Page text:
received RPN commands,
Registration of individual applications or services,
along with the information needed to reach those (i.e. the RFCOMM Server
Channel) is the responsibility of each application respectively (or
possibly a Bluetooth configuration application acting on behalf of legacy
applications not directly aware of Bluetooth).
RFCOMM uses the services of L2CAP to establish L2CAP
channels to RFCOMM entities on other devices. An L2CAP channel is used for
the RFCOMM/TS 07.10 multiplexer session.
Some frame types (SABM and DISC) as well as UIH
frames with multiplexer control commands sent on DLCI 0 always require a
response from the remote entity, so they are acknowledged on the RFCOMM
level (but not retransmitted in the absence of acknowledgement ). Data
frames do not require any response in the RFCOMM protocol, and are thus
Therefore, RFCOMM must require L2CAP to provide
channels with maximum reliability, to ensure that all frames are delivered
in order, and without duplicates. Should an L2CAP channel fail to provide
this, RFCOMM will expect a link loss notification, which should be handled
If all L2CAP channels towards a certain device are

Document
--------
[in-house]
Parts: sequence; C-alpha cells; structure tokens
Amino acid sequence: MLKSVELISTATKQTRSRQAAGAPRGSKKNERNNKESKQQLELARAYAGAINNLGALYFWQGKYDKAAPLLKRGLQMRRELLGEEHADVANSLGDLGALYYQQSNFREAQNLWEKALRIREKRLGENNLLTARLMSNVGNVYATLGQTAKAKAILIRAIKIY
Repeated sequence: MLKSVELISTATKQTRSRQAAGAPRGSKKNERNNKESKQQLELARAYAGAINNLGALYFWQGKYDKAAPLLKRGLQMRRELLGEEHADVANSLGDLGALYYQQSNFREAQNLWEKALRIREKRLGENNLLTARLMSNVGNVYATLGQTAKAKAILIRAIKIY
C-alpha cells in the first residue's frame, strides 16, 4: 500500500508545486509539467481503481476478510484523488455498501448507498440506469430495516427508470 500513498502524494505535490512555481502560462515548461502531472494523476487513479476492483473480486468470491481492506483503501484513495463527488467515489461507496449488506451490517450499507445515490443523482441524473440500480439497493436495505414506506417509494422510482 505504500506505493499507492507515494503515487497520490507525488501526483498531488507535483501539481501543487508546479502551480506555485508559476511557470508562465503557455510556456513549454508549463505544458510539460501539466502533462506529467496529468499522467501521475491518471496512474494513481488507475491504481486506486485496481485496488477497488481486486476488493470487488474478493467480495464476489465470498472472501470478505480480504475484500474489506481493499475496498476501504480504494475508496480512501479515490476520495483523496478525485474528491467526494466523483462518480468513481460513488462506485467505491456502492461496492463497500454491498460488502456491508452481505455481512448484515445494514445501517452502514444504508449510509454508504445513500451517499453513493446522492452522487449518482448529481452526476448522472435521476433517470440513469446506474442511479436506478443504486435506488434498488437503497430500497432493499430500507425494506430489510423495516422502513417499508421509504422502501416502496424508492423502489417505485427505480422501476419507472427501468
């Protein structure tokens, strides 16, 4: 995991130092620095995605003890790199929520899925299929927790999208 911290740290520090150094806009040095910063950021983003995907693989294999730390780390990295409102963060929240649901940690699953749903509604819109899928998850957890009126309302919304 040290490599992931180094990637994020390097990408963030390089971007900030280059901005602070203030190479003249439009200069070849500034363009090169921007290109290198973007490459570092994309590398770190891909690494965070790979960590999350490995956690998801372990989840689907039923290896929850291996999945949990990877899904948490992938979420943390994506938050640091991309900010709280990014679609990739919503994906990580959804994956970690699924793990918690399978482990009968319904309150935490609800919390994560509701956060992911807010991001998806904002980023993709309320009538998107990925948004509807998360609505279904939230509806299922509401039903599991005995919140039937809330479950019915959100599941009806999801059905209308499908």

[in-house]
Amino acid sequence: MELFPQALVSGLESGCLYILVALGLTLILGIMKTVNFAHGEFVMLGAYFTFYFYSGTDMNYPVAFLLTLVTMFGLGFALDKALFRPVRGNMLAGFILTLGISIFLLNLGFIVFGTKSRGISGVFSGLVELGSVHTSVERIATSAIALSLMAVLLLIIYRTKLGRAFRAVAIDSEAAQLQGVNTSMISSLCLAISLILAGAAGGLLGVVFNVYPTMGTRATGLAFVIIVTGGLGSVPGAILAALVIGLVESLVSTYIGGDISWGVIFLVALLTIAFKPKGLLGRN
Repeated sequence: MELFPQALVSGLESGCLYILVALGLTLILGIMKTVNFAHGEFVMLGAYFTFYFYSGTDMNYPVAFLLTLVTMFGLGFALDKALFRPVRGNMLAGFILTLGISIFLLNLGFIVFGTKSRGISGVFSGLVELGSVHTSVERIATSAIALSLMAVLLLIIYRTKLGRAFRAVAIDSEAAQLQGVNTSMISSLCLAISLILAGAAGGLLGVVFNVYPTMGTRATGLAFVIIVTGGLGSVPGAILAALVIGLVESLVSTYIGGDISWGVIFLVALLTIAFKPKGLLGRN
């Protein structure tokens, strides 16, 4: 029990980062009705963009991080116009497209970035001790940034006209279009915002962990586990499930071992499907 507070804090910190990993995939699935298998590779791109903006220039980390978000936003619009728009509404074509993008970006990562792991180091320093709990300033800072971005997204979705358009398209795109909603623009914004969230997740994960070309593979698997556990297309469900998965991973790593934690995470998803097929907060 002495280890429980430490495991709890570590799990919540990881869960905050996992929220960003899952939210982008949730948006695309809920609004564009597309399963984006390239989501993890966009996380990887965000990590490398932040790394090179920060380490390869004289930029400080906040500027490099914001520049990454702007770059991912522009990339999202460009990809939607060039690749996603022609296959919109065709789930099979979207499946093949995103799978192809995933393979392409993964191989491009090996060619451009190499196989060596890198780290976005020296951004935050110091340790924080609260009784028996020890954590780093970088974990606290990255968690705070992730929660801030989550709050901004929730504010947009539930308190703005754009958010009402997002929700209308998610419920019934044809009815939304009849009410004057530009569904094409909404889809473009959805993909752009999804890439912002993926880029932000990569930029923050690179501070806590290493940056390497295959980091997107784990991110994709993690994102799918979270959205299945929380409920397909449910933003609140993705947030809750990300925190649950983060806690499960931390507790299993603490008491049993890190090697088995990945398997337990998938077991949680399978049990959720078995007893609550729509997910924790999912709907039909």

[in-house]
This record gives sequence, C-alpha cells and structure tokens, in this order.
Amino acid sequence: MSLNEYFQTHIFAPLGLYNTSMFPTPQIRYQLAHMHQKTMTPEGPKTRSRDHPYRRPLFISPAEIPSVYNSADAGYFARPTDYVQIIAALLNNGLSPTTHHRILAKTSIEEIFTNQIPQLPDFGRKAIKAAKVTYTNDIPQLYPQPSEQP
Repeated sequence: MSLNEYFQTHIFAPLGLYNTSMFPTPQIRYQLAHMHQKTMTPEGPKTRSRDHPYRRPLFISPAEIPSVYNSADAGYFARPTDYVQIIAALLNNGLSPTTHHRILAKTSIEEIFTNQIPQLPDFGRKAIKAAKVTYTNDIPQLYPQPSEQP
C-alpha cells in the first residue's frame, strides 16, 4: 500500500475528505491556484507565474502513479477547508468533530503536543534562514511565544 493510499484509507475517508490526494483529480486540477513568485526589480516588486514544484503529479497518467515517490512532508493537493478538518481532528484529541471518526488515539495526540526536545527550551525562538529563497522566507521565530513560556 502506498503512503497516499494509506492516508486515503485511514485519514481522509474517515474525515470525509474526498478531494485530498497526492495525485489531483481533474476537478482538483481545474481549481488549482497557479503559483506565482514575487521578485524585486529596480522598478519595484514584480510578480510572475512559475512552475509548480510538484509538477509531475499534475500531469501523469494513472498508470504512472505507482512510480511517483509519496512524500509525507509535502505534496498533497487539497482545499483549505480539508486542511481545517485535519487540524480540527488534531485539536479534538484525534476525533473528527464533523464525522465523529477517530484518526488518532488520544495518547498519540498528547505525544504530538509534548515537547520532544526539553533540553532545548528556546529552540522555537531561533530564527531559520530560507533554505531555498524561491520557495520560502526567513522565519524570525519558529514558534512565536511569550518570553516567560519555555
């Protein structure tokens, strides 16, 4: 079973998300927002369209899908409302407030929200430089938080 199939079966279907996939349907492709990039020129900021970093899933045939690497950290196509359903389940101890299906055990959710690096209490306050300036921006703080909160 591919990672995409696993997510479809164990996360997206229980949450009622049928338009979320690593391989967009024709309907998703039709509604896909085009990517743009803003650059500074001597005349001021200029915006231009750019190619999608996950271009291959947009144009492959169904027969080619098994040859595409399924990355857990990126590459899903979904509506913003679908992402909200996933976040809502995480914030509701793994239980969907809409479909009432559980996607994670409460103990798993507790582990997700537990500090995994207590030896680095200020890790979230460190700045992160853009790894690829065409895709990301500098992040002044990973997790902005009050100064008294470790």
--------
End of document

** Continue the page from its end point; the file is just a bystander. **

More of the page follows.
idle for a certain amount of time, a decision may be made to put that
device in a low power mode i.e hold,
sniff or park
mode. This will be done without any interference from RFCOMM. RFCOMM can
state its latency requirements to L2CAP. This information may be used by
lower layers to decide which low power mode(s) to use.
The RFCOMM protocol as such does not suffer from
latency delays incurred by low power modes, and consequentially, this
specification does not state any maximum latency requirement on RFCOMM’s
behalf. Latency sensitivity inherently depends on application
requirements, which suggests that an RFCOMM service interface
implementation could include a way for applications to state latency
requirements, to be aggregated and conveyed to L2CAP by the RFCOMM
implementation. (That is if such procedures make sense for a particular
Note , the above text contains excerpts from the
Bluetooth SIG's Specification, as well as various interpretations of the
Specs. For complete details of the various sections, consult the actual